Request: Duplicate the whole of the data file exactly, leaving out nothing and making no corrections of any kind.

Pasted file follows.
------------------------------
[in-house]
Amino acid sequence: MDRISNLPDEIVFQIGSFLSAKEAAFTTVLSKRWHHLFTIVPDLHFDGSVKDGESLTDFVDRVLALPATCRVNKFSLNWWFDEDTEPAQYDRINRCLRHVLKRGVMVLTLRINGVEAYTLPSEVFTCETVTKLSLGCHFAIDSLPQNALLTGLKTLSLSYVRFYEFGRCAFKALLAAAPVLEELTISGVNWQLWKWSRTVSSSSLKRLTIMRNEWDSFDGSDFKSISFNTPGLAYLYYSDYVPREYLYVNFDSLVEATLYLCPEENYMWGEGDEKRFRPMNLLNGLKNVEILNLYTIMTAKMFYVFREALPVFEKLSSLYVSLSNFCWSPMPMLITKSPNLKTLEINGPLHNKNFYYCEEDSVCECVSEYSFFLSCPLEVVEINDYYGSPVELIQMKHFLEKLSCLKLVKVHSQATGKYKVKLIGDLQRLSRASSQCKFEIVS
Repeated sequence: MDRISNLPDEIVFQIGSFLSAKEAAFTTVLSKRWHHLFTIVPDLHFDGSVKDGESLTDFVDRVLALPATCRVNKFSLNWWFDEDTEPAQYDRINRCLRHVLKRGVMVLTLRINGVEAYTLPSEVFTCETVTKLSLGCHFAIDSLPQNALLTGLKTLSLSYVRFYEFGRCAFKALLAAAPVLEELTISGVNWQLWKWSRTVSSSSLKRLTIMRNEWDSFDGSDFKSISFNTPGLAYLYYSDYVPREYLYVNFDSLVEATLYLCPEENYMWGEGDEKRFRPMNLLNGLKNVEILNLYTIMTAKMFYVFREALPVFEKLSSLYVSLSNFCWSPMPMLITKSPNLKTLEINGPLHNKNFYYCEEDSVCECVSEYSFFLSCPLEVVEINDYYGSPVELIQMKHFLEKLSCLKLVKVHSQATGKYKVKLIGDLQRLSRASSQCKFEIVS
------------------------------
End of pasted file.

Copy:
[in-house]
Amino acid sequence: MDRISNLPDEIVFQIGSFLSAKEAAFTTVLSKRWHHLFTIVPDLHFDGSVKDGESLTDFVDRVLALPATCRVNKFSLNWWFDEDTEPAQYDRINRCLRHVLKRGVMVLTLRINGVEAYTLPSEVFTCETVTKLSLGCHFAIDSLPQNALLTGLKTLSLSYVRFYEFGRCAFKALLAAAPVLEELTISGVNWQLWKWSRTVSSSSLKRLTIMRNEWDSFDGSDFKSISFNTPGLAYLYYSDYVPREYLYVNFDSLVEATLYLCPEENYMWGEGDEKRFRPMNLLNGLKNVEILNLYTIMTAKMFYVFREALPVFEKLSSLYVSLSNFCWSPMPMLITKSPNLKTLEINGPLHNKNFYYCEEDSVCECVSEYSFFLSCPLEVVEINDYYGSPVELIQMKHFLEKLSCLKLVKVHSQATGKYKVKLIGDLQRLSRASSQCKFEIVS
Repeated sequence: MDRISNLPDEIVFQIGSFLSAKEAAFTTVLSKRWHHLFTIVPDLHFDGSVKDGESLTDFVDRVLALPATCRVNKFSLNWWFDEDTEPAQYDRINRCLRHVLKRGVMVLTLRINGVEAYTLPSEVFTCETVTKLSLGCHFAIDSLPQNALLTGLKTLSLSYVRFYEFGRCAFKALLAAAPVLEELTISGVNWQLWKWSRTVSSSSLKRLTIMRNEWDSFDGSDFKSISFNTPGLAYLYYSDYVPREYLYVNFDSLVEATLYLCPEENYMWGEGDEKRFRPMNLLNGLKNVEILNLYTIMTAKMFYVFREALPVFEKLSSLYVSLSNFCWSPMPMLITKSPNLKTLEINGPLHNKNFYYCEEDSVCECVSEYSFFLSCPLEVVEINDYYGSPVELIQMKHFLEKLSCLKLVKVHSQATGKYKVKLIGDLQRLSRASSQCKFEIVS